1st Edition

The Conference of the Tongues

By Theo Hermans Copyright 2007
    192 Pages
    by Routledge

    192 Pages
    by Routledge

    The Conference of the Tongues offers a series of startling reflections on fundamental questions of translation. It throws new light on familiar problems and opens up some radically different avenues of thought. It engages with value conflicts in translation and the social accountability of translators, and turns the old issue of equivalence inside out. Drawing on a wealth of contemporary and historical examples, the book teases out the translator's subject-position in translations, makes notions of intertextuality and irony serviceable for translation studies, tries to think translation without transformation, and uses a controversial sociological model to cast a cold eye on the entire world of translating.


    This is a highly interdisciplinary study that remains aware of the importance of theoretical paradigms as it brings concepts from international law, social systems theory and even theology to bear on translation. Self-reference is a recurrent theme. The book invites us to read translations for what they can tell us about translating and about translators' own perceptions of their role. The argument throughout is for more self-reflexive translation studies.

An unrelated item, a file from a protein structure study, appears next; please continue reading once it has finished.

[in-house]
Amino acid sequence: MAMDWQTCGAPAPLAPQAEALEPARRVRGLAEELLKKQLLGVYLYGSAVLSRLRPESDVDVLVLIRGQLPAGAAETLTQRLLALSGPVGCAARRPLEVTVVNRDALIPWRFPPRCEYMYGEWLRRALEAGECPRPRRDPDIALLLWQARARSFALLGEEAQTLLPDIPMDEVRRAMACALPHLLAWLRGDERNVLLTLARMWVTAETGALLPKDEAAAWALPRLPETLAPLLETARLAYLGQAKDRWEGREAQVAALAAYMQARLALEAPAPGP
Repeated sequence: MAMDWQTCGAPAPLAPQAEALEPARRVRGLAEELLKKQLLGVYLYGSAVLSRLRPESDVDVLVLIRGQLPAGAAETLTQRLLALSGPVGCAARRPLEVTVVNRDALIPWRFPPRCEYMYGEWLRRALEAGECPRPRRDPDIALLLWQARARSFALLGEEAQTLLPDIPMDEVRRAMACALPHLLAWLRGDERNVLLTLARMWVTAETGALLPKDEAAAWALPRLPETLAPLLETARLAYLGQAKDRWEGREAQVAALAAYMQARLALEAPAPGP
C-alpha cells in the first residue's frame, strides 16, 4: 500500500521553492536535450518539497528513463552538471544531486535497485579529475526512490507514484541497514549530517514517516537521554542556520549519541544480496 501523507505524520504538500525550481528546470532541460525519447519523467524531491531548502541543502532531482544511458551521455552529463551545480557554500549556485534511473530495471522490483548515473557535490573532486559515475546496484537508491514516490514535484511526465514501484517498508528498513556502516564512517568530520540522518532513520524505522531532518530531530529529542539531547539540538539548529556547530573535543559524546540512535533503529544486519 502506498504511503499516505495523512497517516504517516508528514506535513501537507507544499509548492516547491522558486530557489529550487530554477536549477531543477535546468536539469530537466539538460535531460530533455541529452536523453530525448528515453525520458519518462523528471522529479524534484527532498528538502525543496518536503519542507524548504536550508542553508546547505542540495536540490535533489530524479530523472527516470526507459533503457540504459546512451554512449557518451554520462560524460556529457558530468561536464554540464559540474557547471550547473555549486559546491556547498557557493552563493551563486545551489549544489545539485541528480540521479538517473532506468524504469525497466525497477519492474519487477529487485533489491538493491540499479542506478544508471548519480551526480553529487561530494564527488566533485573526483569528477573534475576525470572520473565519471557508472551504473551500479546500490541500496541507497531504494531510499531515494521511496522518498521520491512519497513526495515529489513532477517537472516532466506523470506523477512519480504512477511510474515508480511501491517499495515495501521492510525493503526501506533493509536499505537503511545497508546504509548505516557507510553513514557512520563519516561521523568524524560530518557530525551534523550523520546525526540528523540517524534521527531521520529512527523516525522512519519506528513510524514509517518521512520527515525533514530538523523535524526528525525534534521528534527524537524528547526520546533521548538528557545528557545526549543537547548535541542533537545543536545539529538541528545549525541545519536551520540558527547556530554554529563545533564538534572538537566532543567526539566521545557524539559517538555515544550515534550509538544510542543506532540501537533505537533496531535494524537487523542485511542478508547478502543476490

1. The End

    Words from above

    Vienna's treaties

    Versions of authority

    Authentication in a minor key


    2. Before the End

    Hostile dynasties




    3. Irony's Echo

    Translation, quotation, demonstration

    Reported speech

    Echoic translation


    4. Real Presence

    Uccello's predella





    5. Connecting Systems







    6. The Thickness of Translation Studies

    Domestic representations

    The thick of it



    Theo Hermans is Professor of Dutch and Comparative Literature and Director of the Centre for Intercultural Studies at University College London. A founding member of the Translation Research Summer School and the International Association for Translation and Intercultural Studies, he also edits the series Translation Theories Explored for St Jerome Publishing. He is the author of several books, including Translation in Systems and The Structure of Modernist Poetry, and editor of Translating Others, Crosscultural Transgressions and The Manipulation of Literature.